Friday

21st Jan 2022

Anti-Macron leaks try to sway French election

  • Leaks and the tweets discrediting Macron were released just as the official campaign for Sunday's election was closing, when candidates are banned from speaking until the end of the vote. (Photo: Reuters)

Thousands of documents on the campaign of French presidential candidate Emmanuel Macron were released online on Friday evening (5 May) in what appeared to be a last-minute effort to destabilise him ahead of Sunday's run-off against far-right leader Marine Le Pen.

Macron's En Marche! (Marching forward) movement said in a statement that it had been "the victim of a massive and co-ordinated hacking that gave rise this evening to the diffusion on social networks of various internal information (emails, accounting documents, contracts …)”.

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  • WikiLeaks, the site founded by Julian Assange, had also published hacked documents to weaken Hillary Clinton. (Photo: acidpolly)

It said the documents posted on the internet, under the hashtags #MacronLeaks and #Macrongate, were "fake documents added to authentic documents in order to sow doubt and disinformation".

It said that the operation was "manifestly a destabilisation of democracy, as we saw it in the US during the last presidential campaign" and that the authors wanted to "harm the En Marche! movement a few hours before the second round".

Macron's campaign did not say who it thought was behind the operation.

The release of documents appears to have been well coordinated and followed the model of what US intelligence alleged was a Russian-led campaign last year against Democratic presidential candidate Hillary Clinton, Donald Trump's opponent.

The documents seem to have been first posted in a file-sharing site and relayed by 4chan.org, an online message board.

The 4chan.org board was already used in recent weeks to create anti-Macron memes.

Earlier this week, it was also used to spread a fake story that Macron had hidden funds in the Bahamas.

Just hours later, on Wednesday evening, Le Pen hinted during a TV debate with Macron that information on the accounts would be "revealed in the coming days or weeks".

Friday's leaks were released by Wikileaks with the #MacronLeaks hashtag. It said the files contained "many tens of documents".

The whistleblower website created by Julian Assange added credit to the leaks by saying they were "a significant leak" in which it had "not yet discovered fakes" and that it was "not economically feasible to fabricate the whole".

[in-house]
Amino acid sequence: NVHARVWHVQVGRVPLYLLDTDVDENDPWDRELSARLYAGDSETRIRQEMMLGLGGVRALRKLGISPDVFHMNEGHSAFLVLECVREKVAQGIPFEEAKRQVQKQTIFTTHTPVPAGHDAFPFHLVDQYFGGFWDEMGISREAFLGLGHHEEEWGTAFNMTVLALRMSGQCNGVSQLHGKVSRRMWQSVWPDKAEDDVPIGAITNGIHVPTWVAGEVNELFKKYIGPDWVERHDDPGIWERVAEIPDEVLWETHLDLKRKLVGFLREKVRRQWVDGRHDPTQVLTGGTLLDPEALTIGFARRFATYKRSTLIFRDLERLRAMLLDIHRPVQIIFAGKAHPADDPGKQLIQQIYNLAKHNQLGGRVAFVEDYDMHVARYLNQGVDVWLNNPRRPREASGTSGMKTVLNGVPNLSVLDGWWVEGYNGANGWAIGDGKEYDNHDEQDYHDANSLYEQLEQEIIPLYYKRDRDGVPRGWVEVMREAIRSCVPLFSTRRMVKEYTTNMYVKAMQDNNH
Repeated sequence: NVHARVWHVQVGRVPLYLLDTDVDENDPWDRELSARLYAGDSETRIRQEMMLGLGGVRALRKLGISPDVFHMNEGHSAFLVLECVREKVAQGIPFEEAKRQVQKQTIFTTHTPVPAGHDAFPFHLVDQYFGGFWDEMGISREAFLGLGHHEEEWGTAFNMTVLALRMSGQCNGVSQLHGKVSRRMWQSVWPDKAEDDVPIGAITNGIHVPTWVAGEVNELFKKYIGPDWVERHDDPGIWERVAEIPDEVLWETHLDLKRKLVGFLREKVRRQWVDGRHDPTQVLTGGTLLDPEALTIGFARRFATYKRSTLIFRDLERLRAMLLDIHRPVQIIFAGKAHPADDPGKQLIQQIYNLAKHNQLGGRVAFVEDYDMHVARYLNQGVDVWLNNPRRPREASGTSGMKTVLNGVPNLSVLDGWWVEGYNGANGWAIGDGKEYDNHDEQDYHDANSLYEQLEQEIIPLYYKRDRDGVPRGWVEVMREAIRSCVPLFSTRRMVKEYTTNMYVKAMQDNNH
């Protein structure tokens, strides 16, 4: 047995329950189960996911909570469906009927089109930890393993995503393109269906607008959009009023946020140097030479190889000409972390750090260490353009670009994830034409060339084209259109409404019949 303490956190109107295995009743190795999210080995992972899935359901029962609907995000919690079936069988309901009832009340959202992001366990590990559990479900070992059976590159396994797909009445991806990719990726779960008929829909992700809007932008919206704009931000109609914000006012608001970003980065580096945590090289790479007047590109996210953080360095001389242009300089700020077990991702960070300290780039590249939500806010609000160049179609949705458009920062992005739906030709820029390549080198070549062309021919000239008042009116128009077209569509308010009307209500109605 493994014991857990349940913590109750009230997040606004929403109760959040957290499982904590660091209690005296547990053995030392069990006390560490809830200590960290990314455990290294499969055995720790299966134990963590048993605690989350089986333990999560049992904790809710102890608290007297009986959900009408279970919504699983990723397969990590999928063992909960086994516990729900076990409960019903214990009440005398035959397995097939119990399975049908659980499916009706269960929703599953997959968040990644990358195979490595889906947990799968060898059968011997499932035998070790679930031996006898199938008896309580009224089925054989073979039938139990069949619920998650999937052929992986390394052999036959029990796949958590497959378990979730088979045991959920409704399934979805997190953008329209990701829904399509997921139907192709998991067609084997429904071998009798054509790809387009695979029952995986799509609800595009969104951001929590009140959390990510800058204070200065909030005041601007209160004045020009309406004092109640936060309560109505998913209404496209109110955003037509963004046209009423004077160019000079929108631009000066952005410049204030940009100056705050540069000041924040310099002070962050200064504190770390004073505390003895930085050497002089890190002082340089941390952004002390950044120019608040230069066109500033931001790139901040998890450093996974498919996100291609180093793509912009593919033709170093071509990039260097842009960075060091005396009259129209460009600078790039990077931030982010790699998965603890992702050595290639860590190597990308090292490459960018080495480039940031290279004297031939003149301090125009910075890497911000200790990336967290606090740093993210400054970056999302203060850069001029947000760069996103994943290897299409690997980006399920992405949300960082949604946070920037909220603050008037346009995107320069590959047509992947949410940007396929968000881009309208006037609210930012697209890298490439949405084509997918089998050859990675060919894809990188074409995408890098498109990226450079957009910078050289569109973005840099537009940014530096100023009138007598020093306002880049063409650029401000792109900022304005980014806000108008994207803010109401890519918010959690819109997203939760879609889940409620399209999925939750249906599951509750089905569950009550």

During the US campaign, Wikileaks was used to release thousands of internal documents that had been hacked from Clinton's Democratic Party's networks.

According to Nicolas Vanderbiest, a Belgian expert who has been monitoring how fake news and rumours were spread on social media during the French campaign, the hashtag #Macrongate was first used by Jack Posobiec from The Rebel Media, a right-wing Canadian outlet.

Posobiec was also instrumental in spreading the rumours on Wednesday about accounts in the Bahamas.

Originating from Posobiec and Wikileaks, dozens of French and international pro-Russian and pro-Trump accounts tweeted about the leaks, Vanderbiest found. He also found that many of these accounts were used to spread the Bahamas rumour.

The leaks and the tweets were released just as the official campaign for Sunday's election was closing.

Starting from midnight on Friday until the end of the vote on Sunday evening, French law prevents candidates and their supporters from speaking publicly.

In a "recommendation to media" released during the night, the French electoral commission said that "the free expression of the voters' suffrage and the sincerity of the vote [were] at stake".

The commission asked media not to publish the content of the leak and reminded that propagation of fake news could be punished as a crime.

Macron's statement was released just before the speaking ban.

At the same time, the leaks were used by leaders of the National Front (FN), Le Pen's party.

In a tweet, the FN's number two and Le Pen's political strategist Florian Philippot asked if the leaks would reveal "things that investigative journalists have deliberately kept quiet about."

He said the alleged media silence was a "frightening democratic wreck".

Earlier in the day, Philippot, who is a also member of the European Parliament, had posted what looked like a smartphone screenshot in which an En Marche! section in Reims, in eastern France called on supporters to "kill" Le Pen.

In his tweet, he asked Macron for an explanation about the alleged message. But the screenshot was quickly debunked as a photomontage.

Philippot's tweets and Le Pen's announcement of the Bahamas story demonstrate that the far-right FN has not hesitated to use fake news, or unverified news, to campaign against and discredit Macron.

A probe was opened by prosecutors over the Bahamas story after Macron filed a complaint. He said on Thursday that Le Pen had "allies which are linked to Russian interests".

The last opinion polls published before the end of the campaign showed that Macron could beat Le Pen on Sunday by 61-63 percent against 37-39 percent.

Friday's operation may not swing the vote, but it could help Le Pen gain a better result, as well as weaken Macron at the start of his mandate and ahead of legislative elections in June.

In messages on Twitter, just before publishing the leaks, WikiLeaks said that they came "too late to shift the election".

Investigation

Lessons for Germany from the Macron hack

The way the Macron team defended itself against hackers contained lessons for other political parties in Europe, but experts do not agree whether Russia did it.

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